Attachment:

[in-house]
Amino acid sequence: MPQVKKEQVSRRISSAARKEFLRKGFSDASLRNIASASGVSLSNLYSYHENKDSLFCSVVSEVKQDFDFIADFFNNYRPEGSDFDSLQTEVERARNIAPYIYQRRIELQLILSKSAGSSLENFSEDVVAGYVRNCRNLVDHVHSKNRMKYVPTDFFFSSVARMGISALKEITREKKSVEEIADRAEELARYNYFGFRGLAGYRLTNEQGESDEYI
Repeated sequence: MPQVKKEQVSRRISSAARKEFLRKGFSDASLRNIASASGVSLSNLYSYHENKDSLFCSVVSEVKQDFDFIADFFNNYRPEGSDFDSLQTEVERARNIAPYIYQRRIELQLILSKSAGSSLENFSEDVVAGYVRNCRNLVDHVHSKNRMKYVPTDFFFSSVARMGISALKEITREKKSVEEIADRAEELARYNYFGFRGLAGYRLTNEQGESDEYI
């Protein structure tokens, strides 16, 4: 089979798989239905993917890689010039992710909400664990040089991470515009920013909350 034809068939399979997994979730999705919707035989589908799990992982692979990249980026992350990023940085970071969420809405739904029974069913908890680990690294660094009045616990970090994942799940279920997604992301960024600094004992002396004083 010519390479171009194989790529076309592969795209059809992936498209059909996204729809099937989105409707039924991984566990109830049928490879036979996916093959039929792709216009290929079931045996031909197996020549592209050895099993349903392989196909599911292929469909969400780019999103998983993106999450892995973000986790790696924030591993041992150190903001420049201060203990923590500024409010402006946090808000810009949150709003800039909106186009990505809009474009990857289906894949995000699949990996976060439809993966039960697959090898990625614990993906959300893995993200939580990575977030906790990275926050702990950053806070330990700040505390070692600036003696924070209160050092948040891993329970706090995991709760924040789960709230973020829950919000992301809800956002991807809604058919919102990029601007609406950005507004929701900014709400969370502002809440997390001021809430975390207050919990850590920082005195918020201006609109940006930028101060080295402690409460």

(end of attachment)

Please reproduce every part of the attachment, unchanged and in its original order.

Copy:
[in-house]
Amino acid sequence: MPQVKKEQVSRRISSAARKEFLRKGFSDASLRNIASASGVSLSNLYSYHENKDSLFCSVVSEVKQDFDFIADFFNNYRPEGSDFDSLQTEVERARNIAPYIYQRRIELQLILSKSAGSSLENFSEDVVAGYVRNCRNLVDHVHSKNRMKYVPTDFFFSSVARMGISALKEITREKKSVEEIADRAEELARYNYFGFRGLAGYRLTNEQGESDEYI
Repeated sequence: MPQVKKEQVSRRISSAARKEFLRKGFSDASLRNIASASGVSLSNLYSYHENKDSLFCSVVSEVKQDFDFIADFFNNYRPEGSDFDSLQTEVERARNIAPYIYQRRIELQLILSKSAGSSLENFSEDVVAGYVRNCRNLVDHVHSKNRMKYVPTDFFFSSVARMGISALKEITREKKSVEEIADRAEELARYNYFGFRGLAGYRLTNEQGESDEYI
């Protein structure tokens, strides 16, 4: 089979798989239905993917890689010039992710909400664990040089991470515009920013909350 034809068939399979997994979730999705919707035989589908799990992982692979990249980026992350990023940085970071969420809405739904029974069913908890680990690294660094009045616990970090994942799940279920997604992301960024600094004992002396004083 010519390479171009194989790529076309592969795209059809992936498209059909996204729809099937989105409707039924991984566990109830049928490879036979996916093959039929792709216009290929079931045996031909197996020549592209050895099993349903392989196909599911292929469909969400780019999103998983993106999450892995973000986790790696924030591993041992150190903001420049201060203990923590500024409010402006946090808000810009949150709003800039909106186009990505809009474009990857289906894949995000699949990996976060439809993966039960697959090898990625614990993906959300893995993200939580990575977030906790990275926050702990950053806070330990700040505390070692600036003696924070209160050092948040891993329970706090995991709760924040789960709230973020829950919000992301809800956002991807809604058919919102990029601007609406950005507004929701900014709400969370502002809440997390001021809430975390207050919990850590920082005195918020201006609109940006930028101060080295402690409460």